MY reception 4+ assessment experience

(44 Posts)
kissafrog Fri 03-Feb-12 00:51:41

I have recently had my daughter entered for 4+ assessment and she did manage to get into her first choice. I am pleased for her as I believe it is the right school for her. However I did not enjoy the whole experience of prep school assessment. In fact I found a lot of the parents extremey annoying at the assessement at one particular school in SW15 (featured recently at sunday times article for being competitive). I hope I am not one of them and it did make me evaluate my choice for going for schools that require assessment. Assessment per se is nothing wrong. You have too many kids and you cannot take everyone so in theory I am okay with that. I also blame myself for being too disorganised and not putting my daughter's name down for the non selective schools (some require you to put the name down straight after birth - how absurb is that?) So in the end I have little choice but to go for selective school.

Going back to my experience....this is a popular school. The minute I walked in with my DD i was shocked at the sheer size and scale of the interview. The whole assessment runs like a military operation with around 60 kids ( 3 long list of 20 names on each) with at least 3 batches overlapping during the one to one an half hour session with many kids and 50 odd parents waiting at the sports hall. It is intimidating and I overheard the following conversations....one parent was talking to another parent:

conversation one:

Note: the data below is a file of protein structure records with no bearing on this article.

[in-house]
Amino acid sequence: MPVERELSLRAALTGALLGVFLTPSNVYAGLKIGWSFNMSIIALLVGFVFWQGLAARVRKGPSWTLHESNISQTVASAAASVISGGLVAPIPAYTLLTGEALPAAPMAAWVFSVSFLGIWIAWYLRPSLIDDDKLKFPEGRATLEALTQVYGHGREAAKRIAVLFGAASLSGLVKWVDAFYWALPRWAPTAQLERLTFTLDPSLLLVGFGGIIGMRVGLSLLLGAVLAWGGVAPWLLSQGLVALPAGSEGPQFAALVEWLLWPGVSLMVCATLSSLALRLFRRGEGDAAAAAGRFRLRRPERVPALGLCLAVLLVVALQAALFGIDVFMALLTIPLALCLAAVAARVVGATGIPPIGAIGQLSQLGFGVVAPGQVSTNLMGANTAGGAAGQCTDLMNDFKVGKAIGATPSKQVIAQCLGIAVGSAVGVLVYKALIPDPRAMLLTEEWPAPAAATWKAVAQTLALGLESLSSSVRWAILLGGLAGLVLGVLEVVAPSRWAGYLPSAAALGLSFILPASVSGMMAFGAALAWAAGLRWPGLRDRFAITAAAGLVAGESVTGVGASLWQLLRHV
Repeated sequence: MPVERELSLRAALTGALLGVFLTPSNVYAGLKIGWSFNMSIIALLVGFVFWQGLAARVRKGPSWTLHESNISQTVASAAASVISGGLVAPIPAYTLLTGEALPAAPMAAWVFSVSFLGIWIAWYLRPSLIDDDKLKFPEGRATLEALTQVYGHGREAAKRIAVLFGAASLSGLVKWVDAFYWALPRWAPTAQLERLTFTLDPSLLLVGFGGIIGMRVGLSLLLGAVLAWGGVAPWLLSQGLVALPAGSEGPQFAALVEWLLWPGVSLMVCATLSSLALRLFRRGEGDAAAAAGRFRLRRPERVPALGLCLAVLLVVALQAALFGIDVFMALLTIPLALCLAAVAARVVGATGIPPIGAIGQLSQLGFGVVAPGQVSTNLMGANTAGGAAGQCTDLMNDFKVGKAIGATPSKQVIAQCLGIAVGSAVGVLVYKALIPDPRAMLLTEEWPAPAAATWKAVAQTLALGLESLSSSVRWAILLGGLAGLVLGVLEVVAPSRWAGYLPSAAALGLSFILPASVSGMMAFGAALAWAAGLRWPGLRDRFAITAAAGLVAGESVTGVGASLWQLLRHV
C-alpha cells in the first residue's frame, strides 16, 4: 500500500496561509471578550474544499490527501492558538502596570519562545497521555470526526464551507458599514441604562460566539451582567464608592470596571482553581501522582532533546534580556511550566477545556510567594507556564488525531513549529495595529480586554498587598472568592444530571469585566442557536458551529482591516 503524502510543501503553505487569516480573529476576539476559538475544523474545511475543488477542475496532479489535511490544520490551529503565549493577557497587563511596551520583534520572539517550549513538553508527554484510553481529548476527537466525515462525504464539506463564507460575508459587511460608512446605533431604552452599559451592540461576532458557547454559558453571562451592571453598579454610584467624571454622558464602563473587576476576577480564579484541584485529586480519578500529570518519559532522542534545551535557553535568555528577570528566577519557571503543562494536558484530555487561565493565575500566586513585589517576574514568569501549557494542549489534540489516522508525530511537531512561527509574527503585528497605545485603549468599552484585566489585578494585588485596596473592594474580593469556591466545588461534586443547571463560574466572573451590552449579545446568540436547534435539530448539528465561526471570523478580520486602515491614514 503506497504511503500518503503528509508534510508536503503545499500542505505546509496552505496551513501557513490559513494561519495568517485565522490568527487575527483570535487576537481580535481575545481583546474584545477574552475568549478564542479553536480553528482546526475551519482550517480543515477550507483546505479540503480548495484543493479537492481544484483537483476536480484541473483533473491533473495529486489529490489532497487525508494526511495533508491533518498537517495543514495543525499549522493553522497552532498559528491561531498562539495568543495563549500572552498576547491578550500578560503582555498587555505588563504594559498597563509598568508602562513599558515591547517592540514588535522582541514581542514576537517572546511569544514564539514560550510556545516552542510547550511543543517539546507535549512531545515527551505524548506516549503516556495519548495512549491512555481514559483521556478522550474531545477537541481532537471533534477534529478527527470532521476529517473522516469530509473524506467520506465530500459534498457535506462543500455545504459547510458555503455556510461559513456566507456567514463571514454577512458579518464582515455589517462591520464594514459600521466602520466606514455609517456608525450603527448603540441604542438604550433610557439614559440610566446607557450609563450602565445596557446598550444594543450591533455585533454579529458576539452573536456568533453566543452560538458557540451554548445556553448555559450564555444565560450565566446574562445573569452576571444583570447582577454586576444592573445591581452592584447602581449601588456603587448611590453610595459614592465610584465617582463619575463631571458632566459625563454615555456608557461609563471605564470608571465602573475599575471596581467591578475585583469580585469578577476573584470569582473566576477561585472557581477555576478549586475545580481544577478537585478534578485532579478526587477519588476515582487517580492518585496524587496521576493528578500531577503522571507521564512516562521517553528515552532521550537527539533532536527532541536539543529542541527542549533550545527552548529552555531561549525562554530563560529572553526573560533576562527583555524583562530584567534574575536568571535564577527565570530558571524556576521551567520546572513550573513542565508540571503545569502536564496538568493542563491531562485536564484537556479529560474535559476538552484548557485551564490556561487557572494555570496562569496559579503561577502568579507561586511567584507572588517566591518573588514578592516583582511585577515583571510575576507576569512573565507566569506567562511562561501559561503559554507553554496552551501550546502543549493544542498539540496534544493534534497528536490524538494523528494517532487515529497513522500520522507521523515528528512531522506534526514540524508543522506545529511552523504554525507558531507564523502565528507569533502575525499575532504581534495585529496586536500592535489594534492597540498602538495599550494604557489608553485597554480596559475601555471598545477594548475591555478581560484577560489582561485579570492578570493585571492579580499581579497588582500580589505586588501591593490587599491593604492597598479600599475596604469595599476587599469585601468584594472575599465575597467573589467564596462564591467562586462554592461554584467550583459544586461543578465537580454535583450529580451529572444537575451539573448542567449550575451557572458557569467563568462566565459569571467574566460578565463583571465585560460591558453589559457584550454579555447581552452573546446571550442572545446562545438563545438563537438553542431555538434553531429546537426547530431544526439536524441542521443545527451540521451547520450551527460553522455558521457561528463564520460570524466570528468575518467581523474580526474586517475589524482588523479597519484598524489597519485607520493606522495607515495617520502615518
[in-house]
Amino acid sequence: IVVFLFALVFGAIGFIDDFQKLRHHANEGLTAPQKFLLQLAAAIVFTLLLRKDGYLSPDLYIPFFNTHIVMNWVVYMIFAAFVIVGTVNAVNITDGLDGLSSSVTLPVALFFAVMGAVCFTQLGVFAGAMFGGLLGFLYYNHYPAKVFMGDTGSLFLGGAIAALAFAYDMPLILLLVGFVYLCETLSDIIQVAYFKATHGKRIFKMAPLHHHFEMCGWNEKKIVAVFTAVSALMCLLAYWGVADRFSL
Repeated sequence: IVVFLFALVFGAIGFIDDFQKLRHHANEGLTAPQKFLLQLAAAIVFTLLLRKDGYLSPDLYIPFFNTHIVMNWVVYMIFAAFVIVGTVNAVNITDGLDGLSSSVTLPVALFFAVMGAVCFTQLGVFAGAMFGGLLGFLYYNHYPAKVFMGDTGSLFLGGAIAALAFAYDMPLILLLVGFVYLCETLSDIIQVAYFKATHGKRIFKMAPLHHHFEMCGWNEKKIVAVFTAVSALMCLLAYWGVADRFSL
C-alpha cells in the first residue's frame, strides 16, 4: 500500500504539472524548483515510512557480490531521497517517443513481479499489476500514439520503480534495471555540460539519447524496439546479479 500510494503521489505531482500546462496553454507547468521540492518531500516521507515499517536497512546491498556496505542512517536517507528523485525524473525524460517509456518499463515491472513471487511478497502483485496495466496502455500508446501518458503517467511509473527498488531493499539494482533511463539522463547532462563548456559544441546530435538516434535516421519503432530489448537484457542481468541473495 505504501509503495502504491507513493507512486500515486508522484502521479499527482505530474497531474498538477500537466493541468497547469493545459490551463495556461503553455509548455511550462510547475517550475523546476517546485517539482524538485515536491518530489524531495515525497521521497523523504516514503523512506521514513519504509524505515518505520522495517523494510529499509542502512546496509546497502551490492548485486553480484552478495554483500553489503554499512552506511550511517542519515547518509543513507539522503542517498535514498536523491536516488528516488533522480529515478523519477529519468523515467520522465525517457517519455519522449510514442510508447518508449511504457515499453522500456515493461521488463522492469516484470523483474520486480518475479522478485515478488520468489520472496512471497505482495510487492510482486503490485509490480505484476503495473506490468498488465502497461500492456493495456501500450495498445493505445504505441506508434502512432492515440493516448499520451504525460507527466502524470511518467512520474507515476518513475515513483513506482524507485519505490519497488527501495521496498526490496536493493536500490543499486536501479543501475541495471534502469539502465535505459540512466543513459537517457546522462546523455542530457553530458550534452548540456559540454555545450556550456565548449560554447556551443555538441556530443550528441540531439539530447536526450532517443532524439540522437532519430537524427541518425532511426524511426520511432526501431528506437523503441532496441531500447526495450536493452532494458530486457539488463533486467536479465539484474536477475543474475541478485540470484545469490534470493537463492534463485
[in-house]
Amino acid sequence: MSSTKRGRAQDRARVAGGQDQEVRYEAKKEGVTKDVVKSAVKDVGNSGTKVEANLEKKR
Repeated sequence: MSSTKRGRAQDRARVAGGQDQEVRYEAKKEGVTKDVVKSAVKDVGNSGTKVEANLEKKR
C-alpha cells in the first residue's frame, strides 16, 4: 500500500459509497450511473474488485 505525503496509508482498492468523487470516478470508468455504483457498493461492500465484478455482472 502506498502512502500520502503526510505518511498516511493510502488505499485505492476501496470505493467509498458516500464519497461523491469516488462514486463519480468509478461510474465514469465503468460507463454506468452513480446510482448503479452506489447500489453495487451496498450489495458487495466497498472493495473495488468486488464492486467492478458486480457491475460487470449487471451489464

parent C: I don't really like this school. it's so cruel to have my daughter being assessed.
parent D: oh isn't it just.
parent C: I got a space for her at Hurlingham and The Study already.
parent D: you mean you got a place already?
parent C: yes and i paid two deposits already. Well I prefer Hurlingham anyway as I have a little boy too so they can go to school together.
parent D: then why are you here if you don't like the school and you think it's cruel
parent C peechless.

conversation two:
parent A: where else have your applied?
parent B: I have applied Putney High, Wimbledon High, Notting Hill and Ealing, South Kensington Falkner House, Kensington Prep, North London Collegiate and Francis Holland (and a few schools I have not heard of....)
parent A: Wow that's a lot of schools where do you live?
Parent B: We are going to live where the school is going to be...
parent A: I wonder what they test 4 year olds?
parent B: Oh I know they test the kids to see if they can write their names, count and .....
parent A: writing their name...my daughter cannot write her name.....oh my god oh my god

by this time II had to move away as it frightened and annoyed me...this last parent had done all the research and coached his DD on everything and he is a MAN!! he blurted out so much knowledge about school assessment he could write a book....I had to confess this is the first time I realise how incredibly unattractive a man becomes when he is so au fait with assessment techniques....and all of a sudden I think my DH is far more attractive as he is totally ignorant of which school is the best.